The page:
Weber's Thoughts on Cell

Ever since its official introduction, we've been going around asking everyone we ran into about their thoughts on IBM/Sony/Toshiba's Cell microprocessor, and Fred Weber was no different.  Surprisingly enough, Weber's response to the Cell question was quite similar to Justin Rattner's take on Cell.  Weber saw two problems with Cell:
  1. Cell is too far ahead of its time in terms of manufacturing, and
  2. Cell is a bit too heterogeneous in its programming model, referring to Cell's approach as both asymmetric and heterogeneous (we'll explain this in a bit).
As we concluded in our Cell investigation, the approach to microprocessor design of having one general purpose core surrounded by several smaller cores is not one that is unique to Cell.  Intel has now publicly stated that this heterogeneous multi-core approach is, at a high level, something that they will be pursuing in the next decade.  The problem is that to be produced on a 90nm process, the individual cores that make up Cell has to be significantly reduced in complexity, which Weber saw as an unreasonable sacrifice at the current stage. 

The next problem that Weber touched on was the Cell approach to a heterogeneous multi-core microprocessor.  To Fred Weber, a heterogeneous multi-core microprocessor is one that has a collection of cores, each one of which can execute the same code, but some can do so better than others - the decision of which to use being determined by the compiler.  Weber referred to his version of heterogeneous multi-core as symmetric in this sense.  Cell does not have this symmetric luxury; instead, all of their cores are not equally capable and thus, in Weber's opinion, Cell requires that the software needs to know too much about its architecture to perform well.  The move to a more general purpose, symmetric yet heterogeneous array of cores would require that each core on Cell must get bigger and more complex, which directly relates back to Weber (and our) first problem with Cell that it is too far ahead of its time from a manufacturing standpoint. 

Index The K8 is here to stay
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  • stephenbrooks - Thursday, March 31, 2005 - link

    I'm a bit confused by the terminology in places. Doesn't ILP mean "Instruction-Level Parallelism", i.e. that applies to distributing instructions between different execution units, and perhaps other tricks like out-of-order execution, branch prediction etc. But it certainly does NOT include "frequency", as seems to be implied by the first page! Unless it means that the longer pipeline will be interpreted as more parallelism (which is true). But that's not the only way to increase clock speed... a lot comes from the process technology itself. Reply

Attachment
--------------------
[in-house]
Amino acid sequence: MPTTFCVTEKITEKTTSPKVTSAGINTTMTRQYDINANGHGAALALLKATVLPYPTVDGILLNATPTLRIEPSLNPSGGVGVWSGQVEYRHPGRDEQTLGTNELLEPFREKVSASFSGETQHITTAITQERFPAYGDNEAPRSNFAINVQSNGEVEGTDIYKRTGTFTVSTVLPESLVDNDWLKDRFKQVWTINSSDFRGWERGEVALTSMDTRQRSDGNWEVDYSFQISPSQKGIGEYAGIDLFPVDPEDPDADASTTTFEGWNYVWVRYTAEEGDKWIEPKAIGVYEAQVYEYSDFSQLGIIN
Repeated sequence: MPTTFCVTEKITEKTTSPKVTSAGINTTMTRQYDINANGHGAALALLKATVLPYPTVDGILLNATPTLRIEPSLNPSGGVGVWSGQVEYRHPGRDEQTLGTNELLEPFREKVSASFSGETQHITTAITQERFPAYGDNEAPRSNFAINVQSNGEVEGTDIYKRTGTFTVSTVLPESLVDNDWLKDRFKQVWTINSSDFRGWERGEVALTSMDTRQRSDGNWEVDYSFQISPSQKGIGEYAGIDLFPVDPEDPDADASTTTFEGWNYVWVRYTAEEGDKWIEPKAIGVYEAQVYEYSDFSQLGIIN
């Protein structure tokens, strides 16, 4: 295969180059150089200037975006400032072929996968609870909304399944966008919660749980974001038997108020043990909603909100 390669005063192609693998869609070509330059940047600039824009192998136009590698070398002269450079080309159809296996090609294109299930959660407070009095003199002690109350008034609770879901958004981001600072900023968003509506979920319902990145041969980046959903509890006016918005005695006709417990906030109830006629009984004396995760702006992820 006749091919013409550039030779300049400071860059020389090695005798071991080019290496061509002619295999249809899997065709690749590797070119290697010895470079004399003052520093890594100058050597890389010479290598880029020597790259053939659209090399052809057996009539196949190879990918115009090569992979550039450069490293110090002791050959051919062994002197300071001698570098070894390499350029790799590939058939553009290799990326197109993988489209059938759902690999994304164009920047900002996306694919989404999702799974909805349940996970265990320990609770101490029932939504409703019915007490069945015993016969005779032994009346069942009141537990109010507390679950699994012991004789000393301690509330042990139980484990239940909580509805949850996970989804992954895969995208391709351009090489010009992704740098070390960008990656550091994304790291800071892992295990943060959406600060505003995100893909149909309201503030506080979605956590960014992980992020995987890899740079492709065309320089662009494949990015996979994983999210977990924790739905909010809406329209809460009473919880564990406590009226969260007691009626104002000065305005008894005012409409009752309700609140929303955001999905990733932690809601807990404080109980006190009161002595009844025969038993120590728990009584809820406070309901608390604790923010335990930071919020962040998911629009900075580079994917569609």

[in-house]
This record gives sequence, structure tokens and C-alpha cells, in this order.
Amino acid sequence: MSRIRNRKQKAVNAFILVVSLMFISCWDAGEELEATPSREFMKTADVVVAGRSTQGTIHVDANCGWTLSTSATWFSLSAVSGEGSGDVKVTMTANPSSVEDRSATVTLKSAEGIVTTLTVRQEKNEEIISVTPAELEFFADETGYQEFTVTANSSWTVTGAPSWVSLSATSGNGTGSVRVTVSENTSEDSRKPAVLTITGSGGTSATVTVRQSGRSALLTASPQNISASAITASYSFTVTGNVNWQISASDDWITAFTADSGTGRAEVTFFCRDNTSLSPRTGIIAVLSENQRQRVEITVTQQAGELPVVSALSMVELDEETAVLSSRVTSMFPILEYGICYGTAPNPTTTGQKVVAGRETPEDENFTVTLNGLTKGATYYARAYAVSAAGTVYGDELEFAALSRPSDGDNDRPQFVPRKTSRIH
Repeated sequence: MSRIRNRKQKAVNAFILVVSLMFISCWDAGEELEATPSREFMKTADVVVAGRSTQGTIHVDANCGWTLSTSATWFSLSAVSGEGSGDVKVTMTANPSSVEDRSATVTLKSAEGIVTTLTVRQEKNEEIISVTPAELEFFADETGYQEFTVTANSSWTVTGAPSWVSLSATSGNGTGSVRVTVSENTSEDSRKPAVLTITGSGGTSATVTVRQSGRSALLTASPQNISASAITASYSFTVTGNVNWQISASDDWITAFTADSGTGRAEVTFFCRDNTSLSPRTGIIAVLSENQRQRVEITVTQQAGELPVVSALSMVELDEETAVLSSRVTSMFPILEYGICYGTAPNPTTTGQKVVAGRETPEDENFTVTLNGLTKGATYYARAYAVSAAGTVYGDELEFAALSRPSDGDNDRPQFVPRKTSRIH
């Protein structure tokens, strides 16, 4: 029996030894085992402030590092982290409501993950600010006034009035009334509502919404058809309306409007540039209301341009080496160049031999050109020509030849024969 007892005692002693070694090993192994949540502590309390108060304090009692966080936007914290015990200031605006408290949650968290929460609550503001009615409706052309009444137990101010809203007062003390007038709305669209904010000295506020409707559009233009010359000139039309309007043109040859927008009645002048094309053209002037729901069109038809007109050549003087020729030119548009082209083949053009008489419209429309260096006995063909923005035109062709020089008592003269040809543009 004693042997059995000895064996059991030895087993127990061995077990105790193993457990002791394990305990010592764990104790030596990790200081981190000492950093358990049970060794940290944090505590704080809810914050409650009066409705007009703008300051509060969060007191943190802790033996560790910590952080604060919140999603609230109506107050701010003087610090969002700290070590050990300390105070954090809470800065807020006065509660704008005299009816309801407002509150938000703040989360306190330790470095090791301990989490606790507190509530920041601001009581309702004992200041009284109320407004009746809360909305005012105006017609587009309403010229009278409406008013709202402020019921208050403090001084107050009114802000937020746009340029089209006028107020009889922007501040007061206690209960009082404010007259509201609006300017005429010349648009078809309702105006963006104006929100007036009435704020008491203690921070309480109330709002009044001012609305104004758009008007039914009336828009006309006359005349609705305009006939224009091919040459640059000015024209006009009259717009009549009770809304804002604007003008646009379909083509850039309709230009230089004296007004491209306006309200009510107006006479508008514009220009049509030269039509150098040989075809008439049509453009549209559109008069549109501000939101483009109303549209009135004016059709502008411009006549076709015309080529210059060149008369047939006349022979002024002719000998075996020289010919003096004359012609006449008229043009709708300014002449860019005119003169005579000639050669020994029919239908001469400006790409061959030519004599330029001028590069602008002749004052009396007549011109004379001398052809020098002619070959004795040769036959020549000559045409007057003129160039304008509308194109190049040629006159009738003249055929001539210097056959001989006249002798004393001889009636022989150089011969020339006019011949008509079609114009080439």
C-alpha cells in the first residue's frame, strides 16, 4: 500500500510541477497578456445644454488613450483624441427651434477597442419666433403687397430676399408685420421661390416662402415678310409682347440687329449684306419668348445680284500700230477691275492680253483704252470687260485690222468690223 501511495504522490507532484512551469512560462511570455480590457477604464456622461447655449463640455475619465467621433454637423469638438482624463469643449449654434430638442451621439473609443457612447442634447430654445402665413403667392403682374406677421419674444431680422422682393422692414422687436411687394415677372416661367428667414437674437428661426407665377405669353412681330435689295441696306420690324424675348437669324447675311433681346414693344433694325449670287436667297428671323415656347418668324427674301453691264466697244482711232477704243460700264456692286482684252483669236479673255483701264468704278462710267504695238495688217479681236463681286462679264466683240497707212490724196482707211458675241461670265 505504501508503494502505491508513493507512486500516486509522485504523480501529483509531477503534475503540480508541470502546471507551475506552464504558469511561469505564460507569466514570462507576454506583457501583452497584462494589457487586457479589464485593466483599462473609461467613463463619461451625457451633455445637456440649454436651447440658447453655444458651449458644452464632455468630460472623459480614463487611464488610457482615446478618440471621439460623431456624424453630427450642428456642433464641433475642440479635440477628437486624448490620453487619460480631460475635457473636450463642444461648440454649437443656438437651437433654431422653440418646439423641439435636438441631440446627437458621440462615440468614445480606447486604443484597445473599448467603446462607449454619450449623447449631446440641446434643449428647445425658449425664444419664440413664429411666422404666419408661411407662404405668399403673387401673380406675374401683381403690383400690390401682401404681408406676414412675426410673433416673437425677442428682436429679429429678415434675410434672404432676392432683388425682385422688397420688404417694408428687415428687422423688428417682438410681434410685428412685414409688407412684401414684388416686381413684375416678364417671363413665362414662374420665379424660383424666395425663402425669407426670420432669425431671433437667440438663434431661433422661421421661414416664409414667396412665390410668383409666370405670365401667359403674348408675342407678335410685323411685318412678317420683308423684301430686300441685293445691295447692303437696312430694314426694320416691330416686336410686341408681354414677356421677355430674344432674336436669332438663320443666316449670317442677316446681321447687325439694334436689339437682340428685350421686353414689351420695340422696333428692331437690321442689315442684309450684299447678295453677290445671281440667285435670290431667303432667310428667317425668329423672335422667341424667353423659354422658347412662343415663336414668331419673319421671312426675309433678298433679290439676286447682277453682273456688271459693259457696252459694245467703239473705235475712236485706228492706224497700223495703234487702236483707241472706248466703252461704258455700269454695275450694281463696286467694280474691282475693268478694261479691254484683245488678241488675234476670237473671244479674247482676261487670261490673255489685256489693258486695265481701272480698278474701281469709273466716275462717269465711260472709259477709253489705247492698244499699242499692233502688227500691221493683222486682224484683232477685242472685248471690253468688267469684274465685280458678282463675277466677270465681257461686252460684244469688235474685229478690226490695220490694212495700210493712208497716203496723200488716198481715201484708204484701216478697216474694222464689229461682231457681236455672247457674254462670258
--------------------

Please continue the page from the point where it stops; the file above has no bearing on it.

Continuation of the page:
• MrEMan - Thursday, March 31, 2005 - link

    I just realized that the link to "IDF Spring 2005 - Predicting Future CPU Architecture Trends" requires that you go to the next page, and not the one the link points to, and it is there where ILP/TLP is explained. Reply
  • MrEMan - Thursday, March 31, 2005 - link

    What exactly is ILP/TLP ? Reply
  • sphinx - Thursday, March 31, 2005 - link

    #12 PeteRoy

    I would have to agree with you.
    Reply
  • Son of a N00b - Thursday, March 31, 2005 - link

    Great article Anand! I feel better informed and this was something that filled up my little spot of curiosity I had saved for the future of processors.


    It seems as if AMD will continue to keep up the great work. I will be a customer for a long time.
    Reply
  • hectorsm - Thursday, March 31, 2005 - link

    blckgrffn I did not see your post until now. Your explanation seem to make a lot of sense. I guess is now a matter of opinion to how much is "30%" worth in terms of heat and transistor.

    thanks.
    Reply
  • hectorsm - Thursday, March 31, 2005 - link

    Thanks Filibuster. The article confirms the up to 30% gain in processing power under certain multithreaded scenarios. But I am still confused to why this is a waste of resources specially when HT was design for multiple thread use.

    Reply
  • blckgrffn - Thursday, March 31, 2005 - link

    The point of hyperthreading being a waste of resources is that it costs A LOT to put features like that into hardware, and the die space and tranistors used to do HT could probably have been used in better way to create a more consistent performance gain, or could have been left out all together, reducing the complexity, size, power use/heat output of the processor and putting a little bit more profit per chip sold at the same price into Intels pocket. That is why it is a misuse of resources.

    Nat
    Reply
  • BLHealthy4life - Thursday, March 31, 2005 - link

    Just release the FX57 already... Reply
  • hectorsm - Thursday, March 31, 2005 - link

    "not sure what you mean by "processing efficiency". all HT does is virtually separate the processor into two threads. maybe I'm missing something, but I can't figure out why everyone associates HT with performance gain. "

    There are supposedly fewer misprediction in the pipeline since there are two threads sharing the same pipes. Even when the total processing power is cut in halth, the sum of the two appears to be greater with HT. It has been reported up to 30% increase in total output when running two intances of folding@home and HT.

    So I am still wondering why Fred is calling it a "misuse of resources". Maybe he knows something we don't. It would be interesting to know more about this. Maybe someone at AnandTech get get a clarification from Fred?
    Reply

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